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Trail Illustrated Map Glacier
National Geographic Trails Illustrated Map for Glacier National Park contains detailed topographic info, named and clearly marked trails, recreational points of interest, and navigational aids for both Glacier and Waterton Lakes in Canada.

Top Trails: Glacier National Park. Local author Jean Arthur leads visitors to secluded trails and unique settings while providing details of current and past human activity, wildlife, and geology.

Granite Park Chalet

Trail Features: Outstanding views, Wildflowers Heavens Peak
Trail Location: The Loop
Roundtrip Length: 8.4 Miles
Total Elevation Gain: 2450 Feet
Avg. Elev Gain / Mile: 583 Feet
Highest Elevation: 6670 Feet
Trail Difficulty Rating: 13.30 (strenuous)
Parking Lot Latitude 48.755
Parking Lot Longitude -113.80048

Trail Description:

This hike to the Granite Park Chalet begins from The Loop, a sharp bend in the Going-to-the-Sun Road on the west side of Glacier National Park. The trailhead is located 13.1 miles east of the McDonald Lodge, near the apex in the bend of the road.

Although the trail is technically called the Granite Park Trail, many people refer to it as the Loop Trail. Almost immediately, after crossing a footbridge roughly one-tenth of a mile from the trailhead, hikers will begin to notice the devastation from the Trapper Creek Fire of 2003. Much of this hike will pass through the ghostly remains of thousands of dead trees.

At roughly six-tenths of a mile hikers will reach the Packers Roost Trail junction. To continue towards the Chalet you should veer to the right here. Just beyond the junction the trail begins to climb, and over the course of the next 3.4 miles will make a steady and relatively steep climb of more than 2400 feet to reach the Chalet. As a result of the trail being exposed for most of its length, you may want to consider starting your hike early in the morning when the forecast calls for hot and sunny weather.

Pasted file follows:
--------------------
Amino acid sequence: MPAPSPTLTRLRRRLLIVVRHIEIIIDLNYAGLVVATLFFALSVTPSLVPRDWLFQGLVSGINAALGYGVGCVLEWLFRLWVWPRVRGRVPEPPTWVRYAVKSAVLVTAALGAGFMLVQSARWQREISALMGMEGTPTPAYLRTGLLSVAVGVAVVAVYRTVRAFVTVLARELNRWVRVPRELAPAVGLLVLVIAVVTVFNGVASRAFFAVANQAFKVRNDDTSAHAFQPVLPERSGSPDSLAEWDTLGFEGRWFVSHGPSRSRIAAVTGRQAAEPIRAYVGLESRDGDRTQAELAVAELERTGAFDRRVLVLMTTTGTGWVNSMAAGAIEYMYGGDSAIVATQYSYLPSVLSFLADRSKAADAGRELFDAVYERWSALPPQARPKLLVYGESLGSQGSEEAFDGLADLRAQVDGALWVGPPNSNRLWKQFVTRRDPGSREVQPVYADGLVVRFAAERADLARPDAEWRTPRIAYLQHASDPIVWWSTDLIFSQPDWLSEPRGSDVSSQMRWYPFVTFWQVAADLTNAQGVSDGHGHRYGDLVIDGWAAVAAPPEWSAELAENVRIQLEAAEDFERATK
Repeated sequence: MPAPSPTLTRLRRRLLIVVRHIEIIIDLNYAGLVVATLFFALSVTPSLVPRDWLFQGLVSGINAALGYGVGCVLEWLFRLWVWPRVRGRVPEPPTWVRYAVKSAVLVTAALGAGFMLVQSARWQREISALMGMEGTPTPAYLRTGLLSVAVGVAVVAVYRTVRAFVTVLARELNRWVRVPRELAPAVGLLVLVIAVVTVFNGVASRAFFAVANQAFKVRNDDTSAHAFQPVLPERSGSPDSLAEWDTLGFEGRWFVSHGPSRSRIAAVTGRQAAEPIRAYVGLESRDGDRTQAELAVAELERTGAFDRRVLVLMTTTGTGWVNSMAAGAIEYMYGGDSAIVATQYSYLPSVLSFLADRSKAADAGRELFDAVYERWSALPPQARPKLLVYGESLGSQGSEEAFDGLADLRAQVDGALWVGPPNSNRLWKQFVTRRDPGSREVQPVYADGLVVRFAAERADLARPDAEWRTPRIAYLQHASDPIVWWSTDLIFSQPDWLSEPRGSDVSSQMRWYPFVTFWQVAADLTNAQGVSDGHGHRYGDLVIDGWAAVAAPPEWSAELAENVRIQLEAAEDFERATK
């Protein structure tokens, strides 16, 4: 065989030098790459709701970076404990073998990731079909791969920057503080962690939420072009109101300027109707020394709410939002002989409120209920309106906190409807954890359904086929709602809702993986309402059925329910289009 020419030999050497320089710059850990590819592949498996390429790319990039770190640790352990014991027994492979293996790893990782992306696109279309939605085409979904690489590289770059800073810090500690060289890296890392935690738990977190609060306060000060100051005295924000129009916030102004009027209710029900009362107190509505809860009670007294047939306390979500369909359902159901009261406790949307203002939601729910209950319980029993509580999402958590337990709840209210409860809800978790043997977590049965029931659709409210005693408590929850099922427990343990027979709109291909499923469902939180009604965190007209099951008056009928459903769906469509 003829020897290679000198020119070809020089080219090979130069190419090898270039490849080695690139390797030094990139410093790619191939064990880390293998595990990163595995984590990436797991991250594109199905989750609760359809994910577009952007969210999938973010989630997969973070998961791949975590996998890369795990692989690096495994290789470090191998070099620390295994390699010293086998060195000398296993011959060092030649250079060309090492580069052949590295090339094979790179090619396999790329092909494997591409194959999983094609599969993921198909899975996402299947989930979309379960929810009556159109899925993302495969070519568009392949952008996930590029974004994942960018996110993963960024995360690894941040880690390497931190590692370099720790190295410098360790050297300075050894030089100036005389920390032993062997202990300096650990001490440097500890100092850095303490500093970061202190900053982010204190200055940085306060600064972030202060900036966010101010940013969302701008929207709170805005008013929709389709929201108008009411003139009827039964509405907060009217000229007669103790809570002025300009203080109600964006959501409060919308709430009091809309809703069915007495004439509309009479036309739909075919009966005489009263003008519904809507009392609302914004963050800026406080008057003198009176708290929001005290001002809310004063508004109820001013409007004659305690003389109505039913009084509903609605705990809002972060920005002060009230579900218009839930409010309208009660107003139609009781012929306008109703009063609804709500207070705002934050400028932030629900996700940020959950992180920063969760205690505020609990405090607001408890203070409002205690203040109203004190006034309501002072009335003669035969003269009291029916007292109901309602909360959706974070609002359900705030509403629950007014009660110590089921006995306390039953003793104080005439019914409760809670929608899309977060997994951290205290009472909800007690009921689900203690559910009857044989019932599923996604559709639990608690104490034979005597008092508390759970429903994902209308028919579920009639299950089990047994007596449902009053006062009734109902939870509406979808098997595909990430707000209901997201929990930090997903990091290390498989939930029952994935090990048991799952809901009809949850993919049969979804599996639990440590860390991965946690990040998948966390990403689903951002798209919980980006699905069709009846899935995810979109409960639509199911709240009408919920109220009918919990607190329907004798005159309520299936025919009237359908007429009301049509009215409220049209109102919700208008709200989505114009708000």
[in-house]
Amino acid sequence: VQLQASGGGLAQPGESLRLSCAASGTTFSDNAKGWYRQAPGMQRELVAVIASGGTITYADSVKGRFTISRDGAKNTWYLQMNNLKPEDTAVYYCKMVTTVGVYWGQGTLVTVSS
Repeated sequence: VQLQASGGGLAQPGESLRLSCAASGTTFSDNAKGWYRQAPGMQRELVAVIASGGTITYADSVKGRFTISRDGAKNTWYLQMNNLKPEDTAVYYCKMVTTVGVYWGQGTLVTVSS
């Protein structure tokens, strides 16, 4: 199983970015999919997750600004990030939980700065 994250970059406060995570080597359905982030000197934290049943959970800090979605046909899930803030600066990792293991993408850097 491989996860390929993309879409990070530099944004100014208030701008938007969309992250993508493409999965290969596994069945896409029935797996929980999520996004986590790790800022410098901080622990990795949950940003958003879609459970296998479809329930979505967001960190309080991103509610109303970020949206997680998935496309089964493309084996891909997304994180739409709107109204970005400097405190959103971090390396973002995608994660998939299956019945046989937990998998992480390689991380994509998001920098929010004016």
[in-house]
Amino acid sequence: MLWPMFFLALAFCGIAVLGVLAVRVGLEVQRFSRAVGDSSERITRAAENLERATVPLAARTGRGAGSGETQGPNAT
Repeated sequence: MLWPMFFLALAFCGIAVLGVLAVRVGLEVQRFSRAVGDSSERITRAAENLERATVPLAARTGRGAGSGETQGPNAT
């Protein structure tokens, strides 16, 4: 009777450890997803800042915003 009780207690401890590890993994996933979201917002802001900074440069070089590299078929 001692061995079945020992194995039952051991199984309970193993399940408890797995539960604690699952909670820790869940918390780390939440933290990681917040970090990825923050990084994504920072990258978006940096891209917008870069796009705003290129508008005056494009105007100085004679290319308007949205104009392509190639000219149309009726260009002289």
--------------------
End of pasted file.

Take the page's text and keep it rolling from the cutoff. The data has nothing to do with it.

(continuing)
Before 2003 the Granite Park Trail was heavily wooded, but the lightning ignited wildfire, which burned more than 19,000 acres, swept through and opened up vistas of the surrounding mountains. The forest, however, is already in the process of regeneration. Today you'll find extensive undergrowth, including thousands of wildflowers.

Heavens Peak

As you continue to climb higher be sure to look out across the valley for a birds-eye view of the massive 8987-foot Heavens Peak, the most dominating feature in the area. In the valley below is McDonald Creek, as well as many dead trees from the aforementioned fire.

At roughly 2.8 miles the trail begins passing through sections of healthy pine forest. In areas that are more open, as you near the top, you'll have some great views of the Garden Wall and Swiftcurrent Mountain directly in front of you. If you look closely you may even be able to spot the fire tower sitting atop the 8438-foot mountain.

Granite Park ChaletAt 3.6 miles hikers will reach the spur trail that leads to the Granite Park Backcountry Campground, which includes four individual campsites, two of which can be reserved ahead of time.

You will arrive at the Highline Trail junction at roughly 4.2 miles from the trailhead. A turn to the right here will take you up to Logan Pass. Proceeding straight ahead will lead you towards the Fifty Mountain Backcountry Campground. To visit the Granite Park Chalet hikers should turn left here.

The Granite Park Chalet was built between 1914 and 1915 by the Great Northern Railway in order to provide comfortable backcountry accommodations inside Glacier National Park. The rustic lodge was the last of nine chalets built by the railroad, and today is listed as a National Historic Landmark. Compared to Sperry Chalet, the Granite Park Chalet is much more basic, and is essentially a simple hiker's hostel with virtually no amenities. The chalet has 12 guest rooms, each with 2 to 6 bunks. There's no electricity, but the common-area kitchen does have a propane stove where you can cook a warm lunch or dinner.

granite park chaletgranite park chalet

The chalet also sells packaged foods, beverages, snacks, and bottled water to hikers. If not interested in buying water, there's a stream about a quarter-mile away along a rocky and rugged trail. You will have to treat this water first. For more information and to make a reservation, please click here.